Dramatic as are the pages dealing with the Caporetto debacle, the war, however, is but a background for the real story, and this in spite of the fact that this story is itself an outgrowth of the war. The love of Lieutenant Henry for the nurse Catherine Barkley, a love so great that Henry eventually deserts, as he puts it, "declares separate peace," could only have come in the war and out of the war. The story of this attachment is poetic, idyllic, tragic. The part which will sit least comfortably with the reader is Henry's desertion. For, however humorous may be the Lieutenant's gloss, and how much he may have been justified in his own eyes by the shooting by the "battle police" of officers who failed to hold their troops in line (assuming that this was done), nevertheless, so great a fetish is heroism, that, however often it may not be practiced in fact, one cringes slightly at an author's flouting it in fiction in which he had already focused the attention on a lyric relationship.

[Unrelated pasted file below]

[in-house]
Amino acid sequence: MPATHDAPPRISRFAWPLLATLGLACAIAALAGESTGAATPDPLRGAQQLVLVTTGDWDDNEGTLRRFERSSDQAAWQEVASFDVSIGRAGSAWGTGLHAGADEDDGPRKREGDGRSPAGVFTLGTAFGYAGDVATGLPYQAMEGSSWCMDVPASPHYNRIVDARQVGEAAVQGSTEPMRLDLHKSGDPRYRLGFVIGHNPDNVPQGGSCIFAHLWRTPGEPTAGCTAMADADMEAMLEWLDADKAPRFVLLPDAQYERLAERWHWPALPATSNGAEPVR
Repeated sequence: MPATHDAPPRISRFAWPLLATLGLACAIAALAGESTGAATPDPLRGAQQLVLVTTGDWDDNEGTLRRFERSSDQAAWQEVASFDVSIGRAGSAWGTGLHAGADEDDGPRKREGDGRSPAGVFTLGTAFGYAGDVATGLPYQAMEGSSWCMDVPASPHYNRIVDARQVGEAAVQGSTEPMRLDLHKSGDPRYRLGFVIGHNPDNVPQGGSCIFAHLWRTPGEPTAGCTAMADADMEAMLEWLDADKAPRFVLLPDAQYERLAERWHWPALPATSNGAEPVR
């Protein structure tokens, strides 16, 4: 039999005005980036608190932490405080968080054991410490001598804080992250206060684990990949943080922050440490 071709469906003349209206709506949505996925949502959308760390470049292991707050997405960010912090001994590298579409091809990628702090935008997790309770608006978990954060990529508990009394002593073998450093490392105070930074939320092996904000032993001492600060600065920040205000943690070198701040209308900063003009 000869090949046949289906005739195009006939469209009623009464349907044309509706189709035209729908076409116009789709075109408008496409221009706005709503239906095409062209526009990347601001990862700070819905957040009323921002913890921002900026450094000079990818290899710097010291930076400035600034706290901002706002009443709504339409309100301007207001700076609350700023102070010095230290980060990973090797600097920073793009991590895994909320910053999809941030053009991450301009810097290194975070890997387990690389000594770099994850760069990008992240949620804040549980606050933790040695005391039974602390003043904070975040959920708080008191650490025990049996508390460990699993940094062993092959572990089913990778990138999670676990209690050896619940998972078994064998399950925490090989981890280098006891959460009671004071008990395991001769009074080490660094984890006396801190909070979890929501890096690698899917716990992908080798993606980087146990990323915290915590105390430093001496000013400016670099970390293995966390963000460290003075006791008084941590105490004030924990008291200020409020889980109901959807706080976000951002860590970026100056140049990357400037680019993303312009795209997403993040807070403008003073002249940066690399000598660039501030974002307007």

And yet perhaps with the mention of this as a debatable point one gone to the very core of what may be termed the Hemingway school. For this school admits the validity of no fetish, in life or in art. It prides itself on its cold reportorial aloofness. And men did desert during the war. Moreover, Lieutenant Henry was in the ambulance service, not a line officer. It is all one, therefore, with fiction's employment of Caesarian operations and the mention of obscure anatomical parts. It is the new art.